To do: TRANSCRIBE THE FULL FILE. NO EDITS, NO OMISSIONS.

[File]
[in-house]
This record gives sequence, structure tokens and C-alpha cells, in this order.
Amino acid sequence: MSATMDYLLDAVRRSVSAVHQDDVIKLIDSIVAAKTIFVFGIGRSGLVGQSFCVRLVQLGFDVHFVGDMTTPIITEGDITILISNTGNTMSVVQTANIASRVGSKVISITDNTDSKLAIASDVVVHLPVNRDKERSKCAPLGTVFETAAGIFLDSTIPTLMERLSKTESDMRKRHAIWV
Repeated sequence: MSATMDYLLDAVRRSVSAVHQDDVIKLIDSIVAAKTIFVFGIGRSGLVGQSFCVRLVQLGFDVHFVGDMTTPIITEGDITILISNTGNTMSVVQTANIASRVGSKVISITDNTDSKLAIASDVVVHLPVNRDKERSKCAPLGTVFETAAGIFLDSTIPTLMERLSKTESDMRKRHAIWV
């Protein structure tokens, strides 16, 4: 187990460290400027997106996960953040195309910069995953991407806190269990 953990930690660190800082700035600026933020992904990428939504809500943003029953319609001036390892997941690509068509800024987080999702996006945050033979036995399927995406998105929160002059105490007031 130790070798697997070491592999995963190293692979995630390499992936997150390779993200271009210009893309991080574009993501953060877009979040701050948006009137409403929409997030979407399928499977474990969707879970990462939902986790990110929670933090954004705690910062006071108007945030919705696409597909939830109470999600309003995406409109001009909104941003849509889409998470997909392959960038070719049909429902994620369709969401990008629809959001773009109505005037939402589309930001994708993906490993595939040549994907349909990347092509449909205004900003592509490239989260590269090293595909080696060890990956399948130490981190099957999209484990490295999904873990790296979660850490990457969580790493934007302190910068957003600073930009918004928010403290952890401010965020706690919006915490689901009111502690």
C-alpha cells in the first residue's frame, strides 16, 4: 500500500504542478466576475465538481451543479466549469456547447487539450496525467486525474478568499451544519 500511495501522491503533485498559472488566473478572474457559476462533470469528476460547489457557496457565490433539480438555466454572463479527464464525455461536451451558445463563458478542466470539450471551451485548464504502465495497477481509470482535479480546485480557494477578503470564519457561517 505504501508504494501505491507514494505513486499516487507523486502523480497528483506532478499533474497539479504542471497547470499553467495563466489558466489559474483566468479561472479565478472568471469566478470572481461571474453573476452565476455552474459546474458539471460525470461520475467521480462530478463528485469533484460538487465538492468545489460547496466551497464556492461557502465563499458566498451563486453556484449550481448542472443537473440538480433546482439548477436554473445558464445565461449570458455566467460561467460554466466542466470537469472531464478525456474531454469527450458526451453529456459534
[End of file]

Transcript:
[in-house]
This record gives sequence, structure tokens and C-alpha cells, in this order.
Amino acid sequence: MSATMDYLLDAVRRSVSAVHQDDVIKLIDSIVAAKTIFVFGIGRSGLVGQSFCVRLVQLGFDVHFVGDMTTPIITEGDITILISNTGNTMSVVQTANIASRVGSKVISITDNTDSKLAIASDVVVHLPVNRDKERSKCAPLGTVFETAAGIFLDSTIPTLMERLSKTESDMRKRHAIWV
Repeated sequence: MSATMDYLLDAVRRSVSAVHQDDVIKLIDSIVAAKTIFVFGIGRSGLVGQSFCVRLVQLGFDVHFVGDMTTPIITEGDITILISNTGNTMSVVQTANIASRVGSKVISITDNTDSKLAIASDVVVHLPVNRDKERSKCAPLGTVFETAAGIFLDSTIPTLMERLSKTESDMRKRHAIWV
């Protein structure tokens, strides 16, 4: 187990460290400027997106996960953040195309910069995953991407806190269990 953990930690660190800082700035600026933020992904990428939504809500943003029953319609001036390892997941690509068509800024987080999702996006945050033979036995399927995406998105929160002059105490007031 130790070798697997070491592999995963190293692979995630390499992936997150390779993200271009210009893309991080574009993501953060877009979040701050948006009137409403929409997030979407399928499977474990969707879970990462939902986790990110929670933090954004705690910062006071108007945030919705696409597909939830109470999600309003995406409109001009909104941003849509889409998470997909392959960038070719049909429902994620369709969401990008629809959001773009109505005037939402589309930001994708993906490993595939040549994907349909990347092509449909205004900003592509490239989260590269090293595909080696060890990956399948130490981190099957999209484990490295999904873990790296979660850490990457969580790493934007302190910068957003600073930009918004928010403290952890401010965020706690919006915490689901009111502690």
C-alpha cells in the first residue's frame, strides 16, 4: 500500500504542478466576475465538481451543479466549469456547447487539450496525467486525474478568499451544519 500511495501522491503533485498559472488566473478572474457559476462533470469528476460547489457557496457565490433539480438555466454572463479527464464525455461536451451558445463563458478542466470539450471551451485548464504502465495497477481509470482535479480546485480557494477578503470564519457561517 505504501508504494501505491507514494505513486499516487507523486502523480497528483506532478499533474497539479504542471497547470499553467495563466489558466489559474483566468479561472479565478472568471469566478470572481461571474453573476452565476455552474459546474458539471460525470461520475467521480462530478463528485469533484460538487465538492468545489460547496466551497464556492461557502465563499458566498451563486453556484449550481448542472443537473440538480433546482439548477436554473445558464445565461449570458455566467460561467460554466466542466470537469472531464478525456474531454469527450458526451453529456459534